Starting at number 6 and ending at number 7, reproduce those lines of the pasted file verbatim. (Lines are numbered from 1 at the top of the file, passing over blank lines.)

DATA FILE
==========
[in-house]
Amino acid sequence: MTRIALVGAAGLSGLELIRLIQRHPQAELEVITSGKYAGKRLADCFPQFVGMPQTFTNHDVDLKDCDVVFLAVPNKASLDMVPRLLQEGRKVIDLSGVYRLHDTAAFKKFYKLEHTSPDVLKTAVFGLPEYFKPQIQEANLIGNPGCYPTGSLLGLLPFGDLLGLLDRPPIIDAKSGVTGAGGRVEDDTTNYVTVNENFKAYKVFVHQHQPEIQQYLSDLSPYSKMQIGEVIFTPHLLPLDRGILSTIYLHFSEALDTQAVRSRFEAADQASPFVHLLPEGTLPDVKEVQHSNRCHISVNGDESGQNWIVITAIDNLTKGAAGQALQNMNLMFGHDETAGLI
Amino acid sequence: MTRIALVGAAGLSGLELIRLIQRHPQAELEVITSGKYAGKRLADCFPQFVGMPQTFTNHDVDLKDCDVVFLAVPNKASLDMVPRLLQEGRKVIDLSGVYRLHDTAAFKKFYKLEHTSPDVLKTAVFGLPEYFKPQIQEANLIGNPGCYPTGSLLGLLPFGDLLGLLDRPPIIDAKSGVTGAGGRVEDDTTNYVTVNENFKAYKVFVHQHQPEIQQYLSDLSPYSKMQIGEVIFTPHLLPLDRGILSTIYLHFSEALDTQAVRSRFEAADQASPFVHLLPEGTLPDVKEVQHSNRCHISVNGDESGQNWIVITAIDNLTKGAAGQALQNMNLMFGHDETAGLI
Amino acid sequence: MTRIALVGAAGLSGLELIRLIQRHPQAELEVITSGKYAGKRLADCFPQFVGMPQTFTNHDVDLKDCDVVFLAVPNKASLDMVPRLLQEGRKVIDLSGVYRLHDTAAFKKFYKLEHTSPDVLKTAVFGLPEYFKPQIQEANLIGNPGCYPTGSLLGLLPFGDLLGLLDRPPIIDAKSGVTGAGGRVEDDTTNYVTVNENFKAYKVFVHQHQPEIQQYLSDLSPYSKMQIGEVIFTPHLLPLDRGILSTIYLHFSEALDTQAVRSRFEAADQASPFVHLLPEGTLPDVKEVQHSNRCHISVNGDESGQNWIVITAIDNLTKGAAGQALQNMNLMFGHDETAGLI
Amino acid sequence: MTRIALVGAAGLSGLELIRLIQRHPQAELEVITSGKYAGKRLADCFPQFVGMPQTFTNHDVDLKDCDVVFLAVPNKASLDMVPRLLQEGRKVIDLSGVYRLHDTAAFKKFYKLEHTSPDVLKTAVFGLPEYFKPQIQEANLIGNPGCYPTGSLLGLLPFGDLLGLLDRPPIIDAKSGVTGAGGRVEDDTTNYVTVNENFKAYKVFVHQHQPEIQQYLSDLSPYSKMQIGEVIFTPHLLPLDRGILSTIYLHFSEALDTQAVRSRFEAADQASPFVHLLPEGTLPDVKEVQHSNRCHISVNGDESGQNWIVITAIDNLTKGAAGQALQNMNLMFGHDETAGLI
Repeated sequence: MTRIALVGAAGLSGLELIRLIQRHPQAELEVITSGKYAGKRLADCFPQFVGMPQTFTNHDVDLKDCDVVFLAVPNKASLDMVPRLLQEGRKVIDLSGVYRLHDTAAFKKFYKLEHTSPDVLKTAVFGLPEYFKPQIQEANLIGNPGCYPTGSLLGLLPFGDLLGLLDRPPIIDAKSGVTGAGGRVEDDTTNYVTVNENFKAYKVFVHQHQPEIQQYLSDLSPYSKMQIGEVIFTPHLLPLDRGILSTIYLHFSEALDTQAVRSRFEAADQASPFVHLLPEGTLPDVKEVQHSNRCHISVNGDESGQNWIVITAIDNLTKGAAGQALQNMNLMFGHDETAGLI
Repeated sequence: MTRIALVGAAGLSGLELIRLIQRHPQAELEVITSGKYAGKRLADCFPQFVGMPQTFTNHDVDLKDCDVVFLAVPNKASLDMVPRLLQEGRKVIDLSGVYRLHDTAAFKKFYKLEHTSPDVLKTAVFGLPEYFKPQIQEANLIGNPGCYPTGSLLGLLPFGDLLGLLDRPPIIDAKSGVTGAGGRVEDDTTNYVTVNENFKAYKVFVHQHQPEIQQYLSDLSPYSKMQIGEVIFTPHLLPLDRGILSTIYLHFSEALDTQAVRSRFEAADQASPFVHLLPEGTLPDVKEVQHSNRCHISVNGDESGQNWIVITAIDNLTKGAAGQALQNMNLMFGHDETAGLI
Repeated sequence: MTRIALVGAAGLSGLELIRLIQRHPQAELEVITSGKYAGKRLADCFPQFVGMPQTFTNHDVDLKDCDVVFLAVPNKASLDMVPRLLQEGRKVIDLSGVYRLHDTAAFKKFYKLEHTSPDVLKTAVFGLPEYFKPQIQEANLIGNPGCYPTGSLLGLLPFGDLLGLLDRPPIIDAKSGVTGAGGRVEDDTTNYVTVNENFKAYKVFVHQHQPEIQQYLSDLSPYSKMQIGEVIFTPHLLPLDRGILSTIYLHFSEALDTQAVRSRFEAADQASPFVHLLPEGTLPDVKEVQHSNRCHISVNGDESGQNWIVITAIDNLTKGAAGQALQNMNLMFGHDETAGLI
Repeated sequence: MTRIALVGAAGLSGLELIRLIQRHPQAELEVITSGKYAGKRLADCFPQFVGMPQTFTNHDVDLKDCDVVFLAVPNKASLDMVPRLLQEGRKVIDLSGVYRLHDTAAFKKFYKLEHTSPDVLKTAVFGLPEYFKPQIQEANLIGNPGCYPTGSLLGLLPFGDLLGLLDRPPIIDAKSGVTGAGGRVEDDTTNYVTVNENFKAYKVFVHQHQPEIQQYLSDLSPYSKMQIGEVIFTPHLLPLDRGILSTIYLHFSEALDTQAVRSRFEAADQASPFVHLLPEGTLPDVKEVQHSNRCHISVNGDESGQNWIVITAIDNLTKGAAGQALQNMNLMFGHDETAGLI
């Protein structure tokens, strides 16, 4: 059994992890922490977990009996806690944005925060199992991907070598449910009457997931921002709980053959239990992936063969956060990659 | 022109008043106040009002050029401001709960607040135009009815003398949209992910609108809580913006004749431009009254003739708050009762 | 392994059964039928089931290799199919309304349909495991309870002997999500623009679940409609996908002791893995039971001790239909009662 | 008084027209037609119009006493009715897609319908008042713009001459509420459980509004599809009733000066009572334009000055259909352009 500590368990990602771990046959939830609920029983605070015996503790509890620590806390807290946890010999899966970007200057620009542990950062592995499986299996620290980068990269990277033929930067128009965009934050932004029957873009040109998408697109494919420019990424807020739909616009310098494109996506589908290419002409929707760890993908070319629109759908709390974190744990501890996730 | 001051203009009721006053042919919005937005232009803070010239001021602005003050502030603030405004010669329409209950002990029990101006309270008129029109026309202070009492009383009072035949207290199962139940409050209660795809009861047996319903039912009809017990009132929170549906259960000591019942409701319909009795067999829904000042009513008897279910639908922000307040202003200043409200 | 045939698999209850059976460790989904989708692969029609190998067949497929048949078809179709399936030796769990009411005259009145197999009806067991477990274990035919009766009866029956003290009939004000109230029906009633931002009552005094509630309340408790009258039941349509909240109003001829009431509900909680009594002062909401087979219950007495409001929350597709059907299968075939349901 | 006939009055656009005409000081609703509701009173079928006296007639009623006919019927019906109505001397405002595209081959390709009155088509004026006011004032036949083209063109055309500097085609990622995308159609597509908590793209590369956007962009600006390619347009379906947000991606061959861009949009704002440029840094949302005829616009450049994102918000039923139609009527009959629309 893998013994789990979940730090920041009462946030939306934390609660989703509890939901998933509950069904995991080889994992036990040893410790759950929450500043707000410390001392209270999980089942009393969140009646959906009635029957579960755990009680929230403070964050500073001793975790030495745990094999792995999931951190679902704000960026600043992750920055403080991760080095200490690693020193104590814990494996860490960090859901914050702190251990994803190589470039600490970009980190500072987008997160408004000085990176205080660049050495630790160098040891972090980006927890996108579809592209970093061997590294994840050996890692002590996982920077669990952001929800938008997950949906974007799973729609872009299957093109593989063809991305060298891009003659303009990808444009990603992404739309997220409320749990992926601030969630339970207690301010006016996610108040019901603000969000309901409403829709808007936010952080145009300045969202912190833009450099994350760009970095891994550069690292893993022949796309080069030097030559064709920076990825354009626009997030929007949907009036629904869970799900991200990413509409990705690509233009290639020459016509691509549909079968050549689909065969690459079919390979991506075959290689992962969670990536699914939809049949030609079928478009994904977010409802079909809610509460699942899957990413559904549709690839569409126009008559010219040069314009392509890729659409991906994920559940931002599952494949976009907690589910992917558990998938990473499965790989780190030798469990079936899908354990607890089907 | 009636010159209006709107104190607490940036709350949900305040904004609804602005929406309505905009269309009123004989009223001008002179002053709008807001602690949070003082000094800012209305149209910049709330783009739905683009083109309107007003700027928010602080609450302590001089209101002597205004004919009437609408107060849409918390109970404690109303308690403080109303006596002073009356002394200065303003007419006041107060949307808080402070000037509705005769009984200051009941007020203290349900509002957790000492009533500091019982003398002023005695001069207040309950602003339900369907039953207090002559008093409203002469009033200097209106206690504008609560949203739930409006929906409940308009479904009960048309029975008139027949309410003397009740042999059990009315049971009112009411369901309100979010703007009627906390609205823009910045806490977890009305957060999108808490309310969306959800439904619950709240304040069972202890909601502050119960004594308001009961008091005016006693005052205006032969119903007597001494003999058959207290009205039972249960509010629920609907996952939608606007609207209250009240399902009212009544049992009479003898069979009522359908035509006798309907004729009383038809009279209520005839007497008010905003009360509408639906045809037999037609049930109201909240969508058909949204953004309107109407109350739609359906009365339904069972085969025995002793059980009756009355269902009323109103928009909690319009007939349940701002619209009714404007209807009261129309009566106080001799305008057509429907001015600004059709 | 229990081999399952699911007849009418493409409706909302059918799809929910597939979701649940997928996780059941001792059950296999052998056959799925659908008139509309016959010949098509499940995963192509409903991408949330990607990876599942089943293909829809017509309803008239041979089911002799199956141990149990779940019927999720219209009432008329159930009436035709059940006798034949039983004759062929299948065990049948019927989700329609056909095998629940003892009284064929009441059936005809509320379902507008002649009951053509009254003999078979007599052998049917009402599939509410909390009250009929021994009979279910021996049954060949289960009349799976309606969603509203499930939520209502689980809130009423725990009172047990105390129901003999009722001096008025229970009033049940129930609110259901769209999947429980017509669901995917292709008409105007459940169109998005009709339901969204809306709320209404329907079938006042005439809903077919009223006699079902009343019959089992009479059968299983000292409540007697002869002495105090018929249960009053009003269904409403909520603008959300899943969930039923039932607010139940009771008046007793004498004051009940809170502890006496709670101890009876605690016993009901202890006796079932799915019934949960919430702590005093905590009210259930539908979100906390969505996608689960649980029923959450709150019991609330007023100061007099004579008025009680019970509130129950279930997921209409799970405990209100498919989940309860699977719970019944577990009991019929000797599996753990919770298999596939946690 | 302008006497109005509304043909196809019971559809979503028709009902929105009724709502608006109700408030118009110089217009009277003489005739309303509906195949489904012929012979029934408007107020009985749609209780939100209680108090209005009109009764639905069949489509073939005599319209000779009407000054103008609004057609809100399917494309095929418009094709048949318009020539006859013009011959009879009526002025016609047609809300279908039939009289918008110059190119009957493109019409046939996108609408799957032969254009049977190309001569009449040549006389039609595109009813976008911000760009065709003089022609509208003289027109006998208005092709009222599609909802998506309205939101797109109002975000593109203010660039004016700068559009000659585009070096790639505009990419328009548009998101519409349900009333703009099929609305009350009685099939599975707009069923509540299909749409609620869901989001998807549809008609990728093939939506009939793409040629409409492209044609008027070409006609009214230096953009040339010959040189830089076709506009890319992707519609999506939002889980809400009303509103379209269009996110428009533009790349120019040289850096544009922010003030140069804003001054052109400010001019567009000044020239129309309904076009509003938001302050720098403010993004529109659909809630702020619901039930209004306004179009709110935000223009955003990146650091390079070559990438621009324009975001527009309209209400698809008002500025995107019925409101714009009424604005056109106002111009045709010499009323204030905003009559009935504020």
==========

Repeated sequence: MTRIALVGAAGLSGLELIRLIQRHPQAELEVITSGKYAGKRLADCFPQFVGMPQTFTNHDVDLKDCDVVFLAVPNKASLDMVPRLLQEGRKVIDLSGVYRLHDTAAFKKFYKLEHTSPDVLKTAVFGLPEYFKPQIQEANLIGNPGCYPTGSLLGLLPFGDLLGLLDRPPIIDAKSGVTGAGGRVEDDTTNYVTVNENFKAYKVFVHQHQPEIQQYLSDLSPYSKMQIGEVIFTPHLLPLDRGILSTIYLHFSEALDTQAVRSRFEAADQASPFVHLLPEGTLPDVKEVQHSNRCHISVNGDESGQNWIVITAIDNLTKGAAGQALQNMNLMFGHDETAGLI
Repeated sequence: MTRIALVGAAGLSGLELIRLIQRHPQAELEVITSGKYAGKRLADCFPQFVGMPQTFTNHDVDLKDCDVVFLAVPNKASLDMVPRLLQEGRKVIDLSGVYRLHDTAAFKKFYKLEHTSPDVLKTAVFGLPEYFKPQIQEANLIGNPGCYPTGSLLGLLPFGDLLGLLDRPPIIDAKSGVTGAGGRVEDDTTNYVTVNENFKAYKVFVHQHQPEIQQYLSDLSPYSKMQIGEVIFTPHLLPLDRGILSTIYLHFSEALDTQAVRSRFEAADQASPFVHLLPEGTLPDVKEVQHSNRCHISVNGDESGQNWIVITAIDNLTKGAAGQALQNMNLMFGHDETAGLI